“The trouble with the French is that they don’t have a word for ‘entrepreneur’.”  [attributed to George W Bush]

“The French don’t have a word for ‘surveil’.” [unattributed so far]

Whether you are in full-time work or engaged in business studies, consultancy or research, keep in touch with the occasional news we will post here.

Washington DC, 8 March--There five ways to guarantee women can speak up and speak out, according to Oxford MPhil and former director of Policy Planning for the US State Department, Anne-Marie Slaughter. Slaughter writes in the UK’s Financial Times today to help male leaders “make sure everyone is heard.”

  1. 1.Always give a woman credit when she deserves it

  2. 2.Make sure all the women at the table have a

    chance to speak

  1. 3.When a woman is speaking, listen in a way

    that communicates to her and everyone else  

    that you actually want to hear what she has

    to say

  1. 4.If a woman is interrupted, make sure either

    to forestall the interruption or to come

    back to her

5. Ask a man to do the office housework

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Not just for SBS and Templeton College graduates, the Oxford Business Alumni network welcomes all Oxford alumni with a passion for business.

Check the Paris Chapter section in the Regional Groups pages of the OBA website to register your interest and keep informed about upcoming events:



Contributions from members or related organizations are welcome.

Oxford MPhil: “Five ways to make

sure women are heard”

Maine, 16 March -- The lack of a comma in a series of nouns in a Maine (US) labour contract proved the key element in an overtime pay dispute, reports the Guardian newspaper.

The Oxford

comma is useful

in making the

sense clear when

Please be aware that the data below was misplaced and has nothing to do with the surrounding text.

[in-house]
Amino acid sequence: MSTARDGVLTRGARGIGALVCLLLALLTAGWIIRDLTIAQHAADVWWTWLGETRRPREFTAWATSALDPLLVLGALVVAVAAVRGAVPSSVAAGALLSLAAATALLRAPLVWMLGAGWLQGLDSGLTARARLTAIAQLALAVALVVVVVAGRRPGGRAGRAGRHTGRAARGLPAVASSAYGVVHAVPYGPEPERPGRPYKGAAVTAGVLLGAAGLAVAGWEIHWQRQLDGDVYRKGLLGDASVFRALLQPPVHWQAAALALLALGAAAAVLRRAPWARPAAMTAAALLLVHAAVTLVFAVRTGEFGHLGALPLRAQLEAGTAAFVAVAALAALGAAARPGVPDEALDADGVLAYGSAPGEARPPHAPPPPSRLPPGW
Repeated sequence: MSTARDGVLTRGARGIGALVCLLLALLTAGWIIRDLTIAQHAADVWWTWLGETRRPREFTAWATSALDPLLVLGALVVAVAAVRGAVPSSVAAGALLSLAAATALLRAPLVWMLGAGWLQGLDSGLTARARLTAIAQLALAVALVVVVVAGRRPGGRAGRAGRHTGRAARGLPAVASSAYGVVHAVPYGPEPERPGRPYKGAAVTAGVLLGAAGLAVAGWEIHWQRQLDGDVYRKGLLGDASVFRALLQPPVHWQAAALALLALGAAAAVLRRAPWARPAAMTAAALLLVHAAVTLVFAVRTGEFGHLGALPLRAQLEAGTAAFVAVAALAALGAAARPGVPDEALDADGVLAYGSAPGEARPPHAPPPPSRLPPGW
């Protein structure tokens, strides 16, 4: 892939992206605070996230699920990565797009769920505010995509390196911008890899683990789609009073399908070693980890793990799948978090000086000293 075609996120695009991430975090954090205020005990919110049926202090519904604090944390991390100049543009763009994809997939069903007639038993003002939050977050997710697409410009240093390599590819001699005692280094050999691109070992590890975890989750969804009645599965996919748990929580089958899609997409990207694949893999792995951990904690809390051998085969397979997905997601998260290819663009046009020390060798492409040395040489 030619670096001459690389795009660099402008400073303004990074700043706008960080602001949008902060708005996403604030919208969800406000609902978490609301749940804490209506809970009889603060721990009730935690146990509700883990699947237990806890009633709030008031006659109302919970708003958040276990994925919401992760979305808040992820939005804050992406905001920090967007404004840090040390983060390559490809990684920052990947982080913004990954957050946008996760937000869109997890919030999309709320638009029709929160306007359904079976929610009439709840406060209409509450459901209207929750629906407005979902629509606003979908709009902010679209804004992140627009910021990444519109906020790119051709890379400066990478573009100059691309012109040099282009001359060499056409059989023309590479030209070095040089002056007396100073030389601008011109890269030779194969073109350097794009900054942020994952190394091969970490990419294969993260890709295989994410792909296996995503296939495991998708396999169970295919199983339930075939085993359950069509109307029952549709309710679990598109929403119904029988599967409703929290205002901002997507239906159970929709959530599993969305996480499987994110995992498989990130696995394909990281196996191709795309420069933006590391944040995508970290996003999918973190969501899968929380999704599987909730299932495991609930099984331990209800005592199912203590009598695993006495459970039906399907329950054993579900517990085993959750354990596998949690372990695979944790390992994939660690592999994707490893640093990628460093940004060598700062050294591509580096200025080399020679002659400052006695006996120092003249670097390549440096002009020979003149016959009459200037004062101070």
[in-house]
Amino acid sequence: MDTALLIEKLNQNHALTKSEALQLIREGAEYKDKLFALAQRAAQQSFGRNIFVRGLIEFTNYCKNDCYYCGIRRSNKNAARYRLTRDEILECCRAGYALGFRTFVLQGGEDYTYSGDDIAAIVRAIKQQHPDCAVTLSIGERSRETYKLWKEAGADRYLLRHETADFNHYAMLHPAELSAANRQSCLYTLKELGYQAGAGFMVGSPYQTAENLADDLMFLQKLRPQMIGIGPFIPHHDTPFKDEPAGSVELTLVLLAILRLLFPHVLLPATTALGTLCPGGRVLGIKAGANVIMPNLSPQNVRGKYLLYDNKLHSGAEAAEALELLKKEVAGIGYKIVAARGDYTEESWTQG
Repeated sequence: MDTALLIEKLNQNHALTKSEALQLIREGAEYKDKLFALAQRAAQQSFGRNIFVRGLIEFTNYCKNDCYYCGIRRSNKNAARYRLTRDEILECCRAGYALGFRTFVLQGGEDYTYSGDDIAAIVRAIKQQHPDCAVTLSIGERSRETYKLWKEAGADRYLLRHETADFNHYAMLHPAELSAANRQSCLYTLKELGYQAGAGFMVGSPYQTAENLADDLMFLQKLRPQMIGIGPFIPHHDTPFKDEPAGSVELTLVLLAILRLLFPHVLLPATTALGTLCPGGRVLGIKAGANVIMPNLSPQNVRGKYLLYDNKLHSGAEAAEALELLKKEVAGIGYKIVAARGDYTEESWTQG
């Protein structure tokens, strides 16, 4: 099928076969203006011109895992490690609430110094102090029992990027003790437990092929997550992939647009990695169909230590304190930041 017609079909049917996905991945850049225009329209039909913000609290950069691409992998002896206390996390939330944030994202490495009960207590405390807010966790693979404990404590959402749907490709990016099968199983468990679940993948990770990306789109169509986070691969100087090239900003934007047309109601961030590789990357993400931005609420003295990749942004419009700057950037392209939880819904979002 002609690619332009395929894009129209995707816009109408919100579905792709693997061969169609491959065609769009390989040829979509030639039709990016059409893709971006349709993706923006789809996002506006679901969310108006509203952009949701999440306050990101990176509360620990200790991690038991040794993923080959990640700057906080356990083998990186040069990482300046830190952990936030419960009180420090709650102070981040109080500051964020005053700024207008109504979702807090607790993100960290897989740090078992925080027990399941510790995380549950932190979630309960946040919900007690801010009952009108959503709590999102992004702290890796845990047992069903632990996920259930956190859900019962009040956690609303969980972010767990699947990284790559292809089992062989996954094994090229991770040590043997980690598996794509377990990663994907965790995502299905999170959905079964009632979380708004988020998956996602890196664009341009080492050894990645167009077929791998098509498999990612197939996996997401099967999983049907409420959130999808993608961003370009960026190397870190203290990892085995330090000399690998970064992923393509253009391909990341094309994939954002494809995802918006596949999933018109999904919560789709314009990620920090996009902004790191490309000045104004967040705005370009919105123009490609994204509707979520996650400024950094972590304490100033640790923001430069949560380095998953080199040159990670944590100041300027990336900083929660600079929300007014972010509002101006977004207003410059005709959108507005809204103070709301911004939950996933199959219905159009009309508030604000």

there can other-

wise be ambiguity.

The Guardian in

its style guide gives the example: “I dedicate this book to my parents, Martin Amis and JK Rowling.” The sentence needs an Oxford comma after “Amis”. “Eats shoots and leaves” is another well-known example where a comma can dramatically change the sense.

The Maine dairy delivery drivers, arguing for overtime pay, said their contract implied overtime should be paid for distribution of products. The employer claimed that a list in the contract of activities excluded from overtime pay meant no overtime for distribution.

In the list of activities not eligible for overtime pay, a comma inserted after “shipment” would have changed the verdict.

“The canning, processing, preserving, freezing, drying, marketing, storing, packing for shipment or distribution of:

(1) Agricultural produce;

(2) Meat and fish products; and

(3) Perishable foods.”

Oxford, 20 March --Archives from Ducker & Son, the long-established shoeshop in the Turl, are to be transferred to the Bodleian according to an article in today’s Financial Times.

Ducker customers included Evelyn Waugh, J R R Tolkien and Herbert Asquith. Ducker closed last year after 118 years providing footwear for Oxford’s elite.

Ducker’s shoeshop records go to Bodleian

Oxford comma sways Maine labour dispute

Shenzen, 6 April --One of China’s top universities has acquired Foxcombe Hall, a medieval campus at Boars Hill near Oxford, and is setting up a business school there, according to Caixin, the Chinese media group.

The Guardian’s Beijing correspondent said this comes just months after President Xi Jinping called for Chinese universities to be transformed into strongholds of Communist party rule.

Peking University, an elite Beijing institution where Mao Zedong once worked as a librarian, will open a branch of its HSBC Business School in Oxford early next year, Caixin reported.

The school is setting up camp in Foxcombe Hall which it recently purchased for a reported £8.8m. The 19th century manor was home to the eighth earl of Berkeley.

Peking University plans HSBC school in Oxford